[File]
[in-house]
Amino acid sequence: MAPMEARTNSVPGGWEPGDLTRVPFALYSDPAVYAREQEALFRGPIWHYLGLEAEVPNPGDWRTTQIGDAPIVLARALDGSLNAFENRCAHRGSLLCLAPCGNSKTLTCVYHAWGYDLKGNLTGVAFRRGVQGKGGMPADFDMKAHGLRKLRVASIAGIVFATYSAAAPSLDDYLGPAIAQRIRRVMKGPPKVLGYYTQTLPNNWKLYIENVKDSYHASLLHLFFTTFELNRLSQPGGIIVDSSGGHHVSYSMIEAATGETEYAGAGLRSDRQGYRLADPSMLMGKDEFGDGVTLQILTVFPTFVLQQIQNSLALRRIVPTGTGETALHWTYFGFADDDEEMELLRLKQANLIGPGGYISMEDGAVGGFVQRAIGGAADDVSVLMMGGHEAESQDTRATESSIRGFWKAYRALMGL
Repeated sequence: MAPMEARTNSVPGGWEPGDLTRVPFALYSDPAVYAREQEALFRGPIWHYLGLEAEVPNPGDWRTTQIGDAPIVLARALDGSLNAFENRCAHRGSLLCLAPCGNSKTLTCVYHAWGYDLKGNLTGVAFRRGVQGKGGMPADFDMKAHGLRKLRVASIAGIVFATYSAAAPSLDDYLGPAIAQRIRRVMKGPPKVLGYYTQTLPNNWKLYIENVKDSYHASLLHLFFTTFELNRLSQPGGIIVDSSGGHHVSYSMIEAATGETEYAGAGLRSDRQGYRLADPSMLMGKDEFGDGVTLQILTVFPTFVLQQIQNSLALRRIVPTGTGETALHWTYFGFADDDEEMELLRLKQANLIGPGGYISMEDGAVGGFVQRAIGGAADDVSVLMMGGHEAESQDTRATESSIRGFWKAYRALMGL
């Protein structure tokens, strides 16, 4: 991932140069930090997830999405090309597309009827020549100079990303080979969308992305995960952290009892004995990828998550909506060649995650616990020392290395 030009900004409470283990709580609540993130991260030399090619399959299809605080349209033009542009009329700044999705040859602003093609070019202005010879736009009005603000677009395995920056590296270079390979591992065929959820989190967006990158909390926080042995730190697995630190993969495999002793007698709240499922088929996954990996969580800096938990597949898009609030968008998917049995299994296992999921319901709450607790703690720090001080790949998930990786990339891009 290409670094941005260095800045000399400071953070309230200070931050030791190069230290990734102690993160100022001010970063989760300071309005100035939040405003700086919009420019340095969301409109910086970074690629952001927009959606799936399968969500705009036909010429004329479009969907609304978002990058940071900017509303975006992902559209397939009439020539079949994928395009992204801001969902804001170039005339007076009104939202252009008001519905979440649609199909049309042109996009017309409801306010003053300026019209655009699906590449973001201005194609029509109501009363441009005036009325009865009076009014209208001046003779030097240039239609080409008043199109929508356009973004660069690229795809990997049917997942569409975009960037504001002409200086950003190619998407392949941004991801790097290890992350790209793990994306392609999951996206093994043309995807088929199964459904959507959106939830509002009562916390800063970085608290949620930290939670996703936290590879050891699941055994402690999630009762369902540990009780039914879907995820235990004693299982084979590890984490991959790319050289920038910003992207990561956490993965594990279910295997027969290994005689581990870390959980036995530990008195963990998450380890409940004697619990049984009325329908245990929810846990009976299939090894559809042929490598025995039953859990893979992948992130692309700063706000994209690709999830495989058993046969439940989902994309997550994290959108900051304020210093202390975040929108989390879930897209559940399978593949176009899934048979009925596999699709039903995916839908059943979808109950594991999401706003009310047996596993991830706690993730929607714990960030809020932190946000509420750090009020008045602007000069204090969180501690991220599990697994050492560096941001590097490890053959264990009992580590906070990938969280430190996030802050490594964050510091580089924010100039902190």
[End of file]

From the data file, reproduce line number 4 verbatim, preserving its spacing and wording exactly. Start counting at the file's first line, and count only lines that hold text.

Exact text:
């Protein structure tokens, strides 16, 4: 991932140069930090997830999405090309597309009827020549100079990303080979969308992305995960952290009892004995990828998550909506060649995650616990020392290395 030009900004409470283990709580609540993130991260030399090619399959299809605080349209033009542009009329700044999705040859602003093609070019202005010879736009009005603000677009395995920056590296270079390979591992065929959820989190967006990158909390926080042995730190697995630190993969495999002793007698709240499922088929996954990996969580800096938990597949898009609030968008998917049995299994296992999921319901709450607790703690720090001080790949998930990786990339891009 290409670094941005260095800045000399400071953070309230200070931050030791190069230290990734102690993160100022001010970063989760300071309005100035939040405003700086919009420019340095969301409109910086970074690629952001927009959606799936399968969500705009036909010429004329479009969907609304978002990058940071900017509303975006992902559209397939009439020539079949994928395009992204801001969902804001170039005339007076009104939202252009008001519905979440649609199909049309042109996009017309409801306010003053300026019209655009699906590449973001201005194609029509109501009363441009005036009325009865009076009014209208001046003779030097240039239609080409008043199109929508356009973004660069690229795809990997049917997942569409975009960037504001002409200086950003190619998407392949941004991801790097290890992350790209793990994306392609999951996206093994043309995807088929199964459904959507959106939830509002009562916390800063970085608290949620930290939670996703936290590879050891699941055994402690999630009762369902540990009780039914879907995820235990004693299982084979590890984490991959790319050289920038910003992207990561956490993965594990279910295997027969290994005689581990870390959980036995530990008195963990998450380890409940004697619990049984009325329908245990929810846990009976299939090894559809042929490598025995039953859990893979992948992130692309700063706000994209690709999830495989058993046969439940989902994309997550994290959108900051304020210093202390975040929108989390879930897209559940399978593949176009899934048979009925596999699709039903995916839908059943979808109950594991999401706003009310047996596993991830706690993730929607714990960030809020932190946000509420750090009020008045602007000069204090969180501690991220599990697994050492560096941001590097490890053959264990009992580590906070990938969280430190996030802050490594964050510091580089924010100039902190």